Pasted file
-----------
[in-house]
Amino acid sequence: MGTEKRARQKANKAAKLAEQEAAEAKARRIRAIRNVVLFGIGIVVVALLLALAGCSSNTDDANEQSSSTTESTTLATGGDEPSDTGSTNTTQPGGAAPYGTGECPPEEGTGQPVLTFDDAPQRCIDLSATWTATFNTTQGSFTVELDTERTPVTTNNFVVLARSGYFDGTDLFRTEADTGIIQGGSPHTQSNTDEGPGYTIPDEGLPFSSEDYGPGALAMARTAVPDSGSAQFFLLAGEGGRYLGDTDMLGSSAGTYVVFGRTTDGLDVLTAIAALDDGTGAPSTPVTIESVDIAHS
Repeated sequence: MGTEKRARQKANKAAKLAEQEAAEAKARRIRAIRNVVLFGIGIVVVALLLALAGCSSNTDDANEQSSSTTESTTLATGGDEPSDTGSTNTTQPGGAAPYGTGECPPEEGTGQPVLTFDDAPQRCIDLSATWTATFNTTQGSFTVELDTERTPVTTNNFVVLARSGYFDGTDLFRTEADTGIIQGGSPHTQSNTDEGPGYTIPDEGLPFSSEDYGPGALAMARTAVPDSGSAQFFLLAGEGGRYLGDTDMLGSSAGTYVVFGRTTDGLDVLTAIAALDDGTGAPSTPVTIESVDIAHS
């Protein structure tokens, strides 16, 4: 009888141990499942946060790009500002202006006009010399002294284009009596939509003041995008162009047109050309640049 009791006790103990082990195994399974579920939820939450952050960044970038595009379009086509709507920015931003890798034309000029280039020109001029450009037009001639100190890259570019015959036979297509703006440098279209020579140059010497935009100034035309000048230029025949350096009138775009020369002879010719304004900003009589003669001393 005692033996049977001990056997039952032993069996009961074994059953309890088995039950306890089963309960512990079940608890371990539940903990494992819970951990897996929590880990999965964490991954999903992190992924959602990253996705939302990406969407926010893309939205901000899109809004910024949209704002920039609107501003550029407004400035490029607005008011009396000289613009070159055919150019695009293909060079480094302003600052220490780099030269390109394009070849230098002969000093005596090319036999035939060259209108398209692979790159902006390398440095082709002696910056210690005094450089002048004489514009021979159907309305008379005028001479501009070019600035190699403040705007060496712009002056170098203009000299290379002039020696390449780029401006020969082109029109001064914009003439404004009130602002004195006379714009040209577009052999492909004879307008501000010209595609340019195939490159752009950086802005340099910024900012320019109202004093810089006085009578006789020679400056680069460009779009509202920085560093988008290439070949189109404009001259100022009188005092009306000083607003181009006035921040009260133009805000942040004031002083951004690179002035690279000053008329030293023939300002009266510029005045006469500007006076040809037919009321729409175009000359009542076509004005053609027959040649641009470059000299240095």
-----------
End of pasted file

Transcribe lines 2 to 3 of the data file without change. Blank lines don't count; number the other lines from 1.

Amino acid sequence: MGTEKRARQKANKAAKLAEQEAAEAKARRIRAIRNVVLFGIGIVVVALLLALAGCSSNTDDANEQSSSTTESTTLATGGDEPSDTGSTNTTQPGGAAPYGTGECPPEEGTGQPVLTFDDAPQRCIDLSATWTATFNTTQGSFTVELDTERTPVTTNNFVVLARSGYFDGTDLFRTEADTGIIQGGSPHTQSNTDEGPGYTIPDEGLPFSSEDYGPGALAMARTAVPDSGSAQFFLLAGEGGRYLGDTDMLGSSAGTYVVFGRTTDGLDVLTAIAALDDGTGAPSTPVTIESVDIAHS
Repeated sequence: MGTEKRARQKANKAAKLAEQEAAEAKARRIRAIRNVVLFGIGIVVVALLLALAGCSSNTDDANEQSSSTTESTTLATGGDEPSDTGSTNTTQPGGAAPYGTGECPPEEGTGQPVLTFDDAPQRCIDLSATWTATFNTTQGSFTVELDTERTPVTTNNFVVLARSGYFDGTDLFRTEADTGIIQGGSPHTQSNTDEGPGYTIPDEGLPFSSEDYGPGALAMARTAVPDSGSAQFFLLAGEGGRYLGDTDMLGSSAGTYVVFGRTTDGLDVLTAIAALDDGTGAPSTPVTIESVDIAHS